#1 in our 3-post series
That’s why most eCommerce sites don’t do them–or don’t do them right. In this post we’ll take a look at why accurately estimating delivery dates is so hard, and what you actually need to do to estimate an accurate delivery date.
Why So Hard?
Explaining why it’s so hard is actually easy. We (well I, who am not a designer) drew a picture:
Yeah, I know, it ain’t pretty. But it’ll suffice to help us walk through all the data feeds that are critical to an accurate delivery date. To wit:
- Customer Information: In just about any business scenario, the most important information to consider is going to be related to the customer. In the case of estimating delivery dates, that couldn’t be more true: you have to know where the customer is physically located. You can do this by looking at a known customer’s profile info, or geo-locating them based on their IP address for unknown customers. If you want to get really fancy, you can look at customer on-site behavior, purchase history, and/or loyalty status, and factor that into the shipping options displayed, e.g. giving loyal customers free expedited shipping.
- Product: You can’t calculate a shipping cost without package weights and dimensions, and that information is generally stored with product data. If you’re really clever, you can set up rules and a machine learning algorithm to optimize the box size used to pack a given group of items (and continuously get better at doing this). And if you are really, really clever, you can factor product profitability into the equation, e.g. providing free shipping for products with high margins.
- Inventory: In order to figure out the delivery date, you need to know not only where the package is going to, but where it’s coming from. Needless to say this is REALLY important if you ship from more than one fulfillment location. And if you are an omni-channel retailer (like say Men’s Wearhouse) shipping from hundreds of stores in addition to DCs–while it can get pretty hairy, with the right analytical engine you can figure it out. In fact, for the really fancy types with multiple inventory locations, you can ultimately use this process to load-balance demand across inventory locations by determining the best location to fulfill from on the fly–and presenting shipping options that comprehend this.
- Fulfillment Operations: This data is so voluminous it could spawn its own blog post, and very well might. But to summarize, calculating an accurate delivery date requires–at a minimum–the following data from each of your fulfillment locations: days and times the facility is open (and closed, e.g. holidays), carrier pick-up times for all the carriers you use, order cut off times, and available standard package sizes and capacities. If you want to get really fastidious, throw in configurable warehouse-specific lead times, in case something goes awry (e.g. weather event, carrier slow-down) and you need to add a little cushion in certain locations.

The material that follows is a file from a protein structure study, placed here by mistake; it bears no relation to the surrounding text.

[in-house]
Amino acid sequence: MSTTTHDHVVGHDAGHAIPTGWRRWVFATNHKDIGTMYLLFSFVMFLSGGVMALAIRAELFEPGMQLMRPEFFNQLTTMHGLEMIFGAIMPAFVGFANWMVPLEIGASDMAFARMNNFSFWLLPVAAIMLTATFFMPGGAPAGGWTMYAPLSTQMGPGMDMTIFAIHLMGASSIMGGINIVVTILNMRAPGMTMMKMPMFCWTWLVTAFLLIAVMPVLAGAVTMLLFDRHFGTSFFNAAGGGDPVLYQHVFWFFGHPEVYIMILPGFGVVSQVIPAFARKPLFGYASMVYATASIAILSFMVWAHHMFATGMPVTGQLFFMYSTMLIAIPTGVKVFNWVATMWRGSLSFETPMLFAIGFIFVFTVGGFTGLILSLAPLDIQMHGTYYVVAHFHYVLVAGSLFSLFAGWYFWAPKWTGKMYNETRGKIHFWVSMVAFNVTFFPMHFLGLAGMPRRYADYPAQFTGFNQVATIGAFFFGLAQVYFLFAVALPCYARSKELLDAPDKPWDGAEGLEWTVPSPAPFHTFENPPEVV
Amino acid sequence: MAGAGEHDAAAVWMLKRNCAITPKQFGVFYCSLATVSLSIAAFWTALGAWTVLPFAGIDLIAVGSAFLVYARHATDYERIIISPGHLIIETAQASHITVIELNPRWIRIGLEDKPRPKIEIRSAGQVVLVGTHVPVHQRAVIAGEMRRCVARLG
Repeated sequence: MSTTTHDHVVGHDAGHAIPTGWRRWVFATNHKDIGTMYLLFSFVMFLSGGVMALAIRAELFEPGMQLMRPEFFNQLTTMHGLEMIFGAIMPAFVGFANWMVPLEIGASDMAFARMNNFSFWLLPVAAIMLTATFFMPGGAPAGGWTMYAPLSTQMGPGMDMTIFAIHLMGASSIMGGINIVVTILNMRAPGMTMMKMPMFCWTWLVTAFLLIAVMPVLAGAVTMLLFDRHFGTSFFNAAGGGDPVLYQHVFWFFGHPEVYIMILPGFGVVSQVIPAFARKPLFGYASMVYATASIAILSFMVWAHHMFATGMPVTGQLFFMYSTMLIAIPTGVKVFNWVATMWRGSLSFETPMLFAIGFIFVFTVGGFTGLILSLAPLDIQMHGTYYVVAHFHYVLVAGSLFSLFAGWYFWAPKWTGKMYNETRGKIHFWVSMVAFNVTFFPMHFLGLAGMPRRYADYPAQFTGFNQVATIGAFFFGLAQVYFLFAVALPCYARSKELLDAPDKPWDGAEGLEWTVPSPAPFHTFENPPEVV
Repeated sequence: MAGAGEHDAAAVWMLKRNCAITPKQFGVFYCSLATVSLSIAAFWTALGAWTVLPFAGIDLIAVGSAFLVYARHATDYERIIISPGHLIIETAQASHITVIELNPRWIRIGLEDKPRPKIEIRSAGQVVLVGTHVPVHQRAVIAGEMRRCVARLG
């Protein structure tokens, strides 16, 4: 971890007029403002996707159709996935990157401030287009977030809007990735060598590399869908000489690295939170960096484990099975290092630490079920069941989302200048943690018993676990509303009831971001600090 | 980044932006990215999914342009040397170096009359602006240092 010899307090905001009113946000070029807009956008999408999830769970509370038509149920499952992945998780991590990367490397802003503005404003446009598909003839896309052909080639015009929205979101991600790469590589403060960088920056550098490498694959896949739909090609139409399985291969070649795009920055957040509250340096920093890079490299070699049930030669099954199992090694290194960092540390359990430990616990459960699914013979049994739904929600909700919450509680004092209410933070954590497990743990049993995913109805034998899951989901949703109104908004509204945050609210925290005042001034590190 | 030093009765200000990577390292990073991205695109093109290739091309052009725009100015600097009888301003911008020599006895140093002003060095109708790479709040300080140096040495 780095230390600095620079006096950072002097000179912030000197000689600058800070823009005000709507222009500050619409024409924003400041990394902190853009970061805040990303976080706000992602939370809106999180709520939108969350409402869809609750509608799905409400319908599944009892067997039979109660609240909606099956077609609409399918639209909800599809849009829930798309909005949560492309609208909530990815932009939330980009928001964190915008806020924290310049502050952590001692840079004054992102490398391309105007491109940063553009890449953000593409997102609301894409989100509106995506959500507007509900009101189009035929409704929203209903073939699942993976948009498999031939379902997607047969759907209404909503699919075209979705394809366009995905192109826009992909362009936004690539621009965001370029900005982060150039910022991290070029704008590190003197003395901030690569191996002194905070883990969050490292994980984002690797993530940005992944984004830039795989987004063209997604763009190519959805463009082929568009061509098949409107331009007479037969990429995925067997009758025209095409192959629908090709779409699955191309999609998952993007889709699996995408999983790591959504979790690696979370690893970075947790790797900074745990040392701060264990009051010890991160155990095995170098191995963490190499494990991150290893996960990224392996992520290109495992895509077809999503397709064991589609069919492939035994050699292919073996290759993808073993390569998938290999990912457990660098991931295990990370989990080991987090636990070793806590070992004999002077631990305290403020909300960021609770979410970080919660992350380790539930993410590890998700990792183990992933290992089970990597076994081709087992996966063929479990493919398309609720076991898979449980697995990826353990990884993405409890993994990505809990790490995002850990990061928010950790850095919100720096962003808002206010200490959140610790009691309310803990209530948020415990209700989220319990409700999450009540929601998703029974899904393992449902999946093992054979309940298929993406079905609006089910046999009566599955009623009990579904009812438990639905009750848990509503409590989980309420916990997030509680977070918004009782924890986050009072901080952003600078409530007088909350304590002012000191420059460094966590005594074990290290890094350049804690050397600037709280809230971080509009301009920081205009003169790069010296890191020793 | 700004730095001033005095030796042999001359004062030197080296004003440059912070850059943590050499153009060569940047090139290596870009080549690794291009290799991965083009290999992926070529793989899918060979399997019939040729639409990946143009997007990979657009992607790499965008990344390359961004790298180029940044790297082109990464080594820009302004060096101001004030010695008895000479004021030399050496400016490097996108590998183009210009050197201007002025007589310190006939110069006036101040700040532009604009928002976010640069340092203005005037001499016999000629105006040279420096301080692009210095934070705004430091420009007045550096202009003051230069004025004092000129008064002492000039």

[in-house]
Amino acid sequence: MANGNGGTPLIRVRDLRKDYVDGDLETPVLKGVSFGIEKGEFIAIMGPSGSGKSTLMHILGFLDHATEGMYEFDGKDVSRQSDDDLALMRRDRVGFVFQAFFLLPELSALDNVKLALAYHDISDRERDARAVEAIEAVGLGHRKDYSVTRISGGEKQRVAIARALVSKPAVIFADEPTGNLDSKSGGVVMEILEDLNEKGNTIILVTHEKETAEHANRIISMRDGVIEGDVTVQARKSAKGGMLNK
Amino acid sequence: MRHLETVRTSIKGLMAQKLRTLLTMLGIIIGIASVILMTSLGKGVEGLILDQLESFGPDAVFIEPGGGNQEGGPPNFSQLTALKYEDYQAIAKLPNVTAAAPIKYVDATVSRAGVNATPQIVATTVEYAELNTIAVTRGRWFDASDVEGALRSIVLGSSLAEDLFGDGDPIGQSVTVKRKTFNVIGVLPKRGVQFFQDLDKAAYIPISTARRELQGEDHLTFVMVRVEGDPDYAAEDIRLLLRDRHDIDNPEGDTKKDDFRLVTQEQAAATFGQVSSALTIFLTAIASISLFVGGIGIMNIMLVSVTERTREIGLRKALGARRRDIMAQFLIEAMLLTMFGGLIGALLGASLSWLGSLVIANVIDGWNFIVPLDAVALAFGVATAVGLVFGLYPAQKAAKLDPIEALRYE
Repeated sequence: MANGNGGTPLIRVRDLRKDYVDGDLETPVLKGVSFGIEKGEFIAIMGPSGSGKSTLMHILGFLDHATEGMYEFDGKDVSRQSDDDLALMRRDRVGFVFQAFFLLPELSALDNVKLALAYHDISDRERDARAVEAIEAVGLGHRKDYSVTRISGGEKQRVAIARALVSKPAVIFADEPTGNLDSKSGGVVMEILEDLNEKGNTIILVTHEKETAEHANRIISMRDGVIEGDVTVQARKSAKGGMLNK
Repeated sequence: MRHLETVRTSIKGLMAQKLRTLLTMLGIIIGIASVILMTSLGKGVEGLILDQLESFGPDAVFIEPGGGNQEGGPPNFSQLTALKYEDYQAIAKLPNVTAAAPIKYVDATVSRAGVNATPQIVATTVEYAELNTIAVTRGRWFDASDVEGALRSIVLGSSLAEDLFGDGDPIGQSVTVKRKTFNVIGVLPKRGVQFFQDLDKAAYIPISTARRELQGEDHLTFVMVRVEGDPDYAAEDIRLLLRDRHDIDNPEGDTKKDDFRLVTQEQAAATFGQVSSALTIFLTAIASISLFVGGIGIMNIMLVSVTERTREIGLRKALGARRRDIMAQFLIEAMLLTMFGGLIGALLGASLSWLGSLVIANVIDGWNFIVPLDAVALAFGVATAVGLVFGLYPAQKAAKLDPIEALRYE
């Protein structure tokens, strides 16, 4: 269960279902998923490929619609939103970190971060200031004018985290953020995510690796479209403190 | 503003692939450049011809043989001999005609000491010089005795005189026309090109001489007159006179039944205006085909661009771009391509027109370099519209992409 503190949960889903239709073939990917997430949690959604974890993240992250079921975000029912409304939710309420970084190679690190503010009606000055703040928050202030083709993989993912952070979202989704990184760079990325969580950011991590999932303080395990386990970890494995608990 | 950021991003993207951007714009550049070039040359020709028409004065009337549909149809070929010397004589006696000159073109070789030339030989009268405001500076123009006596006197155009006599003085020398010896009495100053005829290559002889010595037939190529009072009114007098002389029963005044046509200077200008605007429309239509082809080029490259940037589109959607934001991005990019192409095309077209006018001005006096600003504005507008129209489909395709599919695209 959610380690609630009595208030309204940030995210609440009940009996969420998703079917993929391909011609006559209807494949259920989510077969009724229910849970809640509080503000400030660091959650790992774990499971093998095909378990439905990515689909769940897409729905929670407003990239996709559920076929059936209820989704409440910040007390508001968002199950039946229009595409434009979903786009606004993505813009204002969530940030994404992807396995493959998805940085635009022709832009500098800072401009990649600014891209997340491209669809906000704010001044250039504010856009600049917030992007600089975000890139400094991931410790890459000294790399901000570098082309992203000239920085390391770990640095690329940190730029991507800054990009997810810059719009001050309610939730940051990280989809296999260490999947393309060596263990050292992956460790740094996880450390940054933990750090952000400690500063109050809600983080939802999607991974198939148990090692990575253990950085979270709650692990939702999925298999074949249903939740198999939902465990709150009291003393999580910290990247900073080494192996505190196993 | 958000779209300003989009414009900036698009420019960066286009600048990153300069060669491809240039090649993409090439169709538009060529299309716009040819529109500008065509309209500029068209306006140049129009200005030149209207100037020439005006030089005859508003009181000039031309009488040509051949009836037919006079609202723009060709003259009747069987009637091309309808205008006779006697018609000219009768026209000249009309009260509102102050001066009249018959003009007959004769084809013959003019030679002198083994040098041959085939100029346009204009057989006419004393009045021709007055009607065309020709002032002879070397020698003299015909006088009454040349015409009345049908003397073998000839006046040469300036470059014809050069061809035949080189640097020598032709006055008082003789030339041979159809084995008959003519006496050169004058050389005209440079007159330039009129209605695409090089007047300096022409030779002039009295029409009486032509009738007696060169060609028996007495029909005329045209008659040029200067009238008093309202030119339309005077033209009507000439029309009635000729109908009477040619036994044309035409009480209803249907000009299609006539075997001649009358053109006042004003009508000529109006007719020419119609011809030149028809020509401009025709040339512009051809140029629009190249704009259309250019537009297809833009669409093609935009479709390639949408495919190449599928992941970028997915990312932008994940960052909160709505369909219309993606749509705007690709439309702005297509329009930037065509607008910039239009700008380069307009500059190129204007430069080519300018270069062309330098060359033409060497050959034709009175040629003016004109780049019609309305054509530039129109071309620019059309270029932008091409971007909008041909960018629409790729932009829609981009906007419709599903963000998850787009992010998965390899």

- Delivery: This data stream consists of your negotiated rates–across all the carriers and services you have access to. These are typically API-accessible and will return not only a cost but (for most services) a transit time estimate for any given source/destination and shipping parameter data you pass them. To get really fancy with this data you can build a machine learning algorithm that constantly monitors carrier performance–e.g. actual vs estimated transit times–and adjusts your delivery date estimates based on historical performance.
Doing It Right
As our (ahem) snazzy graphic above shows, if you mash all this data together–in real time–in a powerful enough analytics engine, you can get an optimized set of shipping options, delivery date estimates, and costs. To do this right you have to do it in real time: at the moment a customer looks at a product page, for example, you take their zip code, the zip code of the inventory they have selected, and the order’s shipping parameters (wts/dims/packaging of each item); then feed these to the carrier APIs to get back different service level options, each with associated costs and transit times. Then factor in the time of day vs. fulfillment operational parameters (cut-off times etc), and voila! You can present as many shipping options as you want, all with accurate estimated delivery dates and costs.
Hopefully, the power–and difficulty–of this process is apparent. There’s a lot of variables that have to be perfectly managed, in real time, in order to provide an accurate date (and for that matter cost) estimate to a shopper when it matters most.
But Wait! There’s More! In my next post, I’ll talk about how some sites try to Jedi-mind-trick their way around providing accurate delivery dates, and some of the cool ways you can use the concepts discussed above to provide a way better experience for your customers. Stay tuned for that, but in the meantime I’d love to hear your thoughts on this post in the comments!